Friday, 23 November 2012

Avanti (AVN) ... sales and receivables

Following on from my initial comments on Avanti Communications (AVN) (AVN - a space oddity), I reckon the group’s adoption of increasingly conservative accounting required further investigation.

So here’s something of an investigation. Of the several items which struck me as odd in AVN’s recent announcements, one feature was …

“… the Board has adopted an increasingly conservative accounting treatment for certain FY12 transactions, particularly relating to the deferral of income over the lifetime of contracts, regardless of upfront cash inflows.”
I thought this was a peculiar statement to make. However, having read AVN’s recently released 2012 annual report, I reckon it is less the deferred income which warrants attention and more so the group’s trade receivables and particularly its accrued income.

Within the table below, I have reproduced several of the key items from the accounts, which relate to revenue, receivables and payables.
The company reported £12,461,000 of revenue during 2012 (2011: £5,462,000). Of this 36.1% or c. £4,489,000 (2011: 20.6% or c. £1,125,000) was reported to be revenue attributable to the European Space Agency (ESA). AVN has an agreement with ESA whereby in 2006 it entered into a contract with ESA to receive funding for the build of its HYLAS 1 satellite in return for which ESA received the right to use up to 10% of the capacity on HYLAS 1 for a period of three years if the capacity is available. As such, AVN has £20,705,000 of deferred income on its balance sheet relating to the ESA. I.e. it is working off the funding it received and booking the relevant level of revenue as it delivers to ESA. This looks fairly straightforward.
Taking the ESA revenue aside leaves AVN with c. £7,963,000 of non-ESA related revenue in 2012 (2011: c. £4,337,000). The company has £13,475,000 (2011: 7,916,000) in current trade and other receivables. Of this, £10,019,000 (2011: £5,276,000) relates to net trade receivables, accrued income and other receivables. This is over 15 months of sales.  Can anyone explain to me why this is so high? To me it looks like the company is financing its customers. The circumstances over the company’s “acquisition” of Filiago also pointed to that view (AVN - still a space oddity).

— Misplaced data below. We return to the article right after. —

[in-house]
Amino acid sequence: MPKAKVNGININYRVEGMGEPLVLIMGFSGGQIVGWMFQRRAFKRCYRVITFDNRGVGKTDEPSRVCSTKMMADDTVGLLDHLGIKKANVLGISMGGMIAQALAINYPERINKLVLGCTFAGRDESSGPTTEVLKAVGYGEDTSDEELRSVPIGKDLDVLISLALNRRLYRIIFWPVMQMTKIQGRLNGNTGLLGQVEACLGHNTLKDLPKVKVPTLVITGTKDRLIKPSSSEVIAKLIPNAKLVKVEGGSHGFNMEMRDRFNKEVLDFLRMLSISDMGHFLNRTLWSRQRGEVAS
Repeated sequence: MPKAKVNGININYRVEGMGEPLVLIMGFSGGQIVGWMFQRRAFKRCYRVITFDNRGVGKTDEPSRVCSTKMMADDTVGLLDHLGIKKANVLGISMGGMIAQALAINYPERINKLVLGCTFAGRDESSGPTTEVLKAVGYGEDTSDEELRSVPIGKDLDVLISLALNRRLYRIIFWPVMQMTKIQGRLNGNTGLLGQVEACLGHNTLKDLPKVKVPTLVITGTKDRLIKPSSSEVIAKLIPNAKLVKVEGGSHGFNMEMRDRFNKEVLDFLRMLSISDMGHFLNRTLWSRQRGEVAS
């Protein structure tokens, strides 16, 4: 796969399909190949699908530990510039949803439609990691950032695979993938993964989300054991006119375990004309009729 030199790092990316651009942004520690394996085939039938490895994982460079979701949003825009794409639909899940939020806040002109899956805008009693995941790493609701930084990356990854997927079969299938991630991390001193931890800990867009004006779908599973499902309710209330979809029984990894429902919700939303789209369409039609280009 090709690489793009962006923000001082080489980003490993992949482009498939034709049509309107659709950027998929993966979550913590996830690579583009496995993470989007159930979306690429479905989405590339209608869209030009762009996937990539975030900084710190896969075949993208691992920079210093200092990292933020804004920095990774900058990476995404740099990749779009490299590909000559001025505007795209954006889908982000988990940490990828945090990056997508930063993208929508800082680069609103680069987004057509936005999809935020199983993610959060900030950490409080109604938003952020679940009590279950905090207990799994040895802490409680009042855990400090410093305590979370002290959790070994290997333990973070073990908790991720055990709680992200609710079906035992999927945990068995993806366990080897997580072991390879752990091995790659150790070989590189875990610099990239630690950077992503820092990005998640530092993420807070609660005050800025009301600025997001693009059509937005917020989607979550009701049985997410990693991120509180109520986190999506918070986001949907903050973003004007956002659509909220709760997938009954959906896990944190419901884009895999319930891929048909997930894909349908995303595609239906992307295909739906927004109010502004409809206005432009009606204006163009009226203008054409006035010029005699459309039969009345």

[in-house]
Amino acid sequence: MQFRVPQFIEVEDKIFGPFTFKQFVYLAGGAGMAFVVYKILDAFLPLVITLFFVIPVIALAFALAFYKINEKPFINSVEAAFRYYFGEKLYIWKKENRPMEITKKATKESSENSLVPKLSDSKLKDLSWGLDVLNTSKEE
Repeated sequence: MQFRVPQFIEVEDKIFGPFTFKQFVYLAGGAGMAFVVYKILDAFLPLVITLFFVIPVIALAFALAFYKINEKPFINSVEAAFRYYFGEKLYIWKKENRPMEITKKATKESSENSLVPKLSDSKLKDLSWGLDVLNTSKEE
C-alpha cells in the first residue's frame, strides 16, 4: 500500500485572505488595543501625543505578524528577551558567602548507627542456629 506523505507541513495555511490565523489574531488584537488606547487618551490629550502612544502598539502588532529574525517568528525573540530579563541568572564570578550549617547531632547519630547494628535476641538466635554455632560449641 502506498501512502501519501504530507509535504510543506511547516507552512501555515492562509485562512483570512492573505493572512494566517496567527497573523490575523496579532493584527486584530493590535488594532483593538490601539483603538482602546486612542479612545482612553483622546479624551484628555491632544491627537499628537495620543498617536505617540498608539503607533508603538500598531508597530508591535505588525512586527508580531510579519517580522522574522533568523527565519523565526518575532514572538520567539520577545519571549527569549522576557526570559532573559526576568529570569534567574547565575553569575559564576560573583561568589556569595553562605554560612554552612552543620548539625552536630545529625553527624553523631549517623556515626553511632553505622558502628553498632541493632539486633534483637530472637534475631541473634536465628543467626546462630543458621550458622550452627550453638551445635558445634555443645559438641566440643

I would further add that current assets are supposed to be current! That is, they are expected to be turned into cash within a year. Intuitively it seems odd that 15 months of revenue is expected to be turned into cash within 12 months. Is this normal?
And another thing. The company reported £1,441,000 (2011: 1,170,000) of trade receivables. However, it has provisioned for £268,000 (2011: £53,000) against this. I.e. it has provisioned for 19% of the cash it expects to receive from trade receivables, which is up from 5% in 2011. That seems extraordinarily high.
So the company has 15 months of sales due to be turned into cash within 12 months, and of that cash due, it is increasingly less confident of receiving it. This is altogether a strange classification of trade receivables and again draws attention to the unnerving increase of the company’s prospective net debt profile as recently forecast by its broker (AVN - forecasts going the wrong way).

Avanti Communications revenue, receivables and payables, June yr end
Source: Avanti Communications annual reports
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  1. Is Filiago a bad business descision gone wrong?

  2. Its a puzzle and the pieces are falling into place.

  3. I cannot find your email address?